cookies, I gave him cookies, that, when peed on (when EXTRAVERSION removed),
eventually (time(NOW+3weeks)) sprang open, telling (displaying a message and
exiting) the eaters where to get the real cookies. That's just fair enough.
Which brings us to the topic of what I did and what not. People say I didn't
do everything possible to resolve the issue. That may be true. However, I
did do a lot things. There were several fruitless discussions with him, not
all of them recorded in the BTS. There were, finally, BTS entries for stuff
that mattered at that time. And, actually, one of those messages to the BTS
even had a CC to Joey. No, I didn't write a message to him, but he got (and
ignored) a bunch of my complaints about the package. See the pointers in one
of the previous mails I sent (if even the participants of that thread would
at least read the mails of those most related to the topic...). Since there
was no usefull response from the maintainer, I thought it would be the best
to package it myself, even though I considered it the second best way as I
wanted to have a program, not wasting my time packaging it. There were a few
more reasons for it, but they were minor. Unfortunately, I spent too much
time on mICQ and less on this application, so it was somewhat stalled, and I
was struggling finishing everything up for the release. Well. I could have
sent a message to debian-devel, that's true. Would anyone have listened to
an unknown wannabe developer on it? During Christmas? Do you think so? It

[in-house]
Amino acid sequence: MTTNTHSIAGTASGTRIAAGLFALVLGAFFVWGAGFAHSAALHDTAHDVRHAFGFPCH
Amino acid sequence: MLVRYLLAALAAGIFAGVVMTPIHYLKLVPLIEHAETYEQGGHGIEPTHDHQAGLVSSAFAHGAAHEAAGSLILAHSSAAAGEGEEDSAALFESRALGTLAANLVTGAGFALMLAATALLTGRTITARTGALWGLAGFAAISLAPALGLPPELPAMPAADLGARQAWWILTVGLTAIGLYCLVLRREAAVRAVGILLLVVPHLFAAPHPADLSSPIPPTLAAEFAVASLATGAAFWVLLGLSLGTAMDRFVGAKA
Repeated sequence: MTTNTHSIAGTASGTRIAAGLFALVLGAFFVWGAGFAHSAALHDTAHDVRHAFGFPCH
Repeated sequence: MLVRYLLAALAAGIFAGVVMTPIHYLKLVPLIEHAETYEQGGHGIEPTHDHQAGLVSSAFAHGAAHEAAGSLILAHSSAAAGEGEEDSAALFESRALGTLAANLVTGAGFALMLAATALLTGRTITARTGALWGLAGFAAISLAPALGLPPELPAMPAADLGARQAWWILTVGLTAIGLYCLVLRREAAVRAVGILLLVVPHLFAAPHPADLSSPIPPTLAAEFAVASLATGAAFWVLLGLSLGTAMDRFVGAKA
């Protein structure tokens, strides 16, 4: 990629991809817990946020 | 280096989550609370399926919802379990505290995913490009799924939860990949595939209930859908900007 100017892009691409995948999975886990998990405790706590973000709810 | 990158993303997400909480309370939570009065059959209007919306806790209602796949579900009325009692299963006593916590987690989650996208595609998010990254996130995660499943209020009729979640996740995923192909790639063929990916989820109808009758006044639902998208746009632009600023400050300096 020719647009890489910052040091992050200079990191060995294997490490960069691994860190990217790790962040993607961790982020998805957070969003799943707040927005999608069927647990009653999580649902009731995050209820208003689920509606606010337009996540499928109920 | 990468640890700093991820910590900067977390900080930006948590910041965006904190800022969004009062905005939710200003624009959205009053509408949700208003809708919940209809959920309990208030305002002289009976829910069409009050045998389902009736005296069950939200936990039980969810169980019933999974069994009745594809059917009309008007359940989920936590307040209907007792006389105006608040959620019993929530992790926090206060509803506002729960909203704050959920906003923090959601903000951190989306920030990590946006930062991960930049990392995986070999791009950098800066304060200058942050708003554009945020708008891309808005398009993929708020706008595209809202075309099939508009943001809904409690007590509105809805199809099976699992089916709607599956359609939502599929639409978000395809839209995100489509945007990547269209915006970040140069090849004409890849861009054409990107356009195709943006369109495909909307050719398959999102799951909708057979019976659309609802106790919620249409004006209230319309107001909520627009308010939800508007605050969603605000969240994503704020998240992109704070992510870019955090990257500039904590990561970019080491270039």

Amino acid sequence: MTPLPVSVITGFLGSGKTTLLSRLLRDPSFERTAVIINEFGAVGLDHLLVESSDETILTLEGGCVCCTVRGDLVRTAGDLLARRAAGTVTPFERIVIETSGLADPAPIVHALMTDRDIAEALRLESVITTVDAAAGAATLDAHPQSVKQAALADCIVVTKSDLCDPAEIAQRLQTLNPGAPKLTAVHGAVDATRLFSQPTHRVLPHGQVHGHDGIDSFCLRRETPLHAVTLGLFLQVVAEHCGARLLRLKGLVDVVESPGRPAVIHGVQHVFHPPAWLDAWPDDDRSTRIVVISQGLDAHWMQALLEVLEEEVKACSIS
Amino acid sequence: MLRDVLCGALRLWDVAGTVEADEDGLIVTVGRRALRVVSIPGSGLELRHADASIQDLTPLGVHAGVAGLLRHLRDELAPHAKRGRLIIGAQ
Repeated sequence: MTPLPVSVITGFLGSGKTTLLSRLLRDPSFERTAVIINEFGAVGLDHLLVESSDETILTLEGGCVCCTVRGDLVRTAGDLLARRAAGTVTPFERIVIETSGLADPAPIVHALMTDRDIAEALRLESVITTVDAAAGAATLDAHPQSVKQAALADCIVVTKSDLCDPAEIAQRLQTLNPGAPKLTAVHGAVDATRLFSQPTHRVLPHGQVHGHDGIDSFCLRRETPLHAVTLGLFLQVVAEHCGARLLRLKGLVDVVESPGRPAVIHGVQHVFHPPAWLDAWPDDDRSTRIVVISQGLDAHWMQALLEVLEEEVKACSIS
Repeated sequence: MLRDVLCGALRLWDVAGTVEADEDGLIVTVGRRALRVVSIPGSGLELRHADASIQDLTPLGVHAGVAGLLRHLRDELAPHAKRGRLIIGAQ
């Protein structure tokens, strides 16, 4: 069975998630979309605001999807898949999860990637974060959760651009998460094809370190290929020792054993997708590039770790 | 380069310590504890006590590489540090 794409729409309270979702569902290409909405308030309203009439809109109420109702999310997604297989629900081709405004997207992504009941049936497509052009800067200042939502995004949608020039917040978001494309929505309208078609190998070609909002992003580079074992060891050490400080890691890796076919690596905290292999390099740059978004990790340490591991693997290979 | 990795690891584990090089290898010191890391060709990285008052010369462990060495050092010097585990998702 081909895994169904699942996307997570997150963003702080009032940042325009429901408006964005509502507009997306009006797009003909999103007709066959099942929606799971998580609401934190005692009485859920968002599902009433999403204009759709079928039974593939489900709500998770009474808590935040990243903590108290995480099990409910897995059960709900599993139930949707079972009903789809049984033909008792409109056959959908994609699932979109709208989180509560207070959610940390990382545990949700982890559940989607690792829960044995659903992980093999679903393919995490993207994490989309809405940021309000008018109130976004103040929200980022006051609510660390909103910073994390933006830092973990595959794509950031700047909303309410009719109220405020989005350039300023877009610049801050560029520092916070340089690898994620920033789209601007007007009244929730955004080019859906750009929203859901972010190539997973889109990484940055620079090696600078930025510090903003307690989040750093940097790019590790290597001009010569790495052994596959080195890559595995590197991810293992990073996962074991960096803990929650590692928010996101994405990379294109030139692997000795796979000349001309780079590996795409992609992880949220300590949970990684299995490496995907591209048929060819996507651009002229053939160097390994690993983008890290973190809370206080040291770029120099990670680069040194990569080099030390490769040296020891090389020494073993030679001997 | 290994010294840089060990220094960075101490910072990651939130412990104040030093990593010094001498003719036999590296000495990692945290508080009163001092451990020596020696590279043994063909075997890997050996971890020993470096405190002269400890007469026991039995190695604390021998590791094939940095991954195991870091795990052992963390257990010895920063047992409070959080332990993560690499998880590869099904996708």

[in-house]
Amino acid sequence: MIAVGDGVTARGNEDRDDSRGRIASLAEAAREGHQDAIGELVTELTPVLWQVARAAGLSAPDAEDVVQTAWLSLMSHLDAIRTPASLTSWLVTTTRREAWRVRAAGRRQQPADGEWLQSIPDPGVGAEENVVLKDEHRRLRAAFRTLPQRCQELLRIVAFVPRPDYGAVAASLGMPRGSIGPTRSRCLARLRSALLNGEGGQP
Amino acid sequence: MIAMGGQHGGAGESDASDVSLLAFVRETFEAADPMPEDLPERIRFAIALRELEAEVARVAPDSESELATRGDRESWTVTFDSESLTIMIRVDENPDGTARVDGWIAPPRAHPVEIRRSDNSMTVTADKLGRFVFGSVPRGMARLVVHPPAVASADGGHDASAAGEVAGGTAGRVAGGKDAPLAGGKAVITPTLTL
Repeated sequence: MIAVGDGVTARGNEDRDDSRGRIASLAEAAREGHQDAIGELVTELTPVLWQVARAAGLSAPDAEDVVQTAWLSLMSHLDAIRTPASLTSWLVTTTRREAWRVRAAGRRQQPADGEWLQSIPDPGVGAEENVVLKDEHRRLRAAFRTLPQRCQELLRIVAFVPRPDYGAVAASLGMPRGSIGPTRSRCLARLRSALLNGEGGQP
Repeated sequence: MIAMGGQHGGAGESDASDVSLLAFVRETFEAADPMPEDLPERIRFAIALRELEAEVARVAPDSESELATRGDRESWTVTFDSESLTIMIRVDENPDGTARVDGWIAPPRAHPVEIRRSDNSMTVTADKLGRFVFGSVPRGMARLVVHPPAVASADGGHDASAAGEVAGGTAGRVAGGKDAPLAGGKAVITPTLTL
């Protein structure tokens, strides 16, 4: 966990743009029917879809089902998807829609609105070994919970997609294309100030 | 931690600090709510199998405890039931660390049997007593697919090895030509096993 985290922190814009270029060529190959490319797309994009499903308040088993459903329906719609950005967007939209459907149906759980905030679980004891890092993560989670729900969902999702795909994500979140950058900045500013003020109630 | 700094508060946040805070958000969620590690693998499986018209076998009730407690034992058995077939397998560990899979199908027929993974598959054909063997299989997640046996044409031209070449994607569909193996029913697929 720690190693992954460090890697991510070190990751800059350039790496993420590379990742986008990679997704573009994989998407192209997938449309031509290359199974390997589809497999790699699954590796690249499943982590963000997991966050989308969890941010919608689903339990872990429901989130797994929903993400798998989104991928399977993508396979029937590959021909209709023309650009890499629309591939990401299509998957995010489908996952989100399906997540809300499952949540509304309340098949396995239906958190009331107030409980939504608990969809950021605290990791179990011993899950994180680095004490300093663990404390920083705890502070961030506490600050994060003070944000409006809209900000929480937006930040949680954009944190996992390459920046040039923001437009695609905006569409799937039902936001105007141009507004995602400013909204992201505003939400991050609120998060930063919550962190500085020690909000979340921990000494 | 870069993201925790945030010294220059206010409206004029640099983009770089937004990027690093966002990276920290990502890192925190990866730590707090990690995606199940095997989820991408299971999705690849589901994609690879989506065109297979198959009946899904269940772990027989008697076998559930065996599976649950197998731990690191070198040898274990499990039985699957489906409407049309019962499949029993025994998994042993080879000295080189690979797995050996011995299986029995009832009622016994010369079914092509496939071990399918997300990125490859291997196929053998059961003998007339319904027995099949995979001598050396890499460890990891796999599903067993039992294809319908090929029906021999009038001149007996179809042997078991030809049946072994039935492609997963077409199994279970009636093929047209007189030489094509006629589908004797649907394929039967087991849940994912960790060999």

may be so, but it didn't sound like it would fix everything soon to me, and
I was about to release the stuff. So this sounded like the only way
promising a fast fix. And: I went a long way. Somewhere is just the border
for what to expect to happen. If you think it was just childish, then you're
simply not thinking far enough. Though I do admit having some fun with it.
Some were complaining it would be worse because it was obfuscated - that's
nonsense simply because it couldn't have worked otherwise. It may not have
been the nicest way, but it was effective. Some maintainer needed a lesson
to start listening, and he got it. It unfortunately was required.
So. No that's been cleared up. Leaves the trust issue. Some people say I
lost all trust for what I did. Well. Trust has two sides: the trust to
receive what you seem to get, and the trust that what you give is treated
well. In this case, the latter was broken. It wasn't treated well. My trust
was broken, I was slapped at again and again. Now _you_ complain that _I_
broke your trust? That I should lose it forever? Then, what trust do _you_
expect to have? Well, I don't care whether you need to audit the code now.
Feel free to do so if you must, it's your waste of time. It will be as
usefull as the "rm -rf /" accusation was realistic.
For the DD application - yes, Jörg removed me. That was definately
premature, in particular since his mail reveals no understanding of the
issue. On the other hand, I don't care - the issue with madkiss is now
resolved, so there's no need anymore for me to package it. It means no m68k
buildd again, but that's offtopic here.
In the end of the day, I want to thank in particular Anthony Towns, Remi
VANICAT for intelligent postings to the thread. No thanks for their hate
tirade go to BRL, Steve Langasek and Manoj Srivastava. Seems in Debian
nothing gets done without a lot of dirty laundry.
Have a nice day.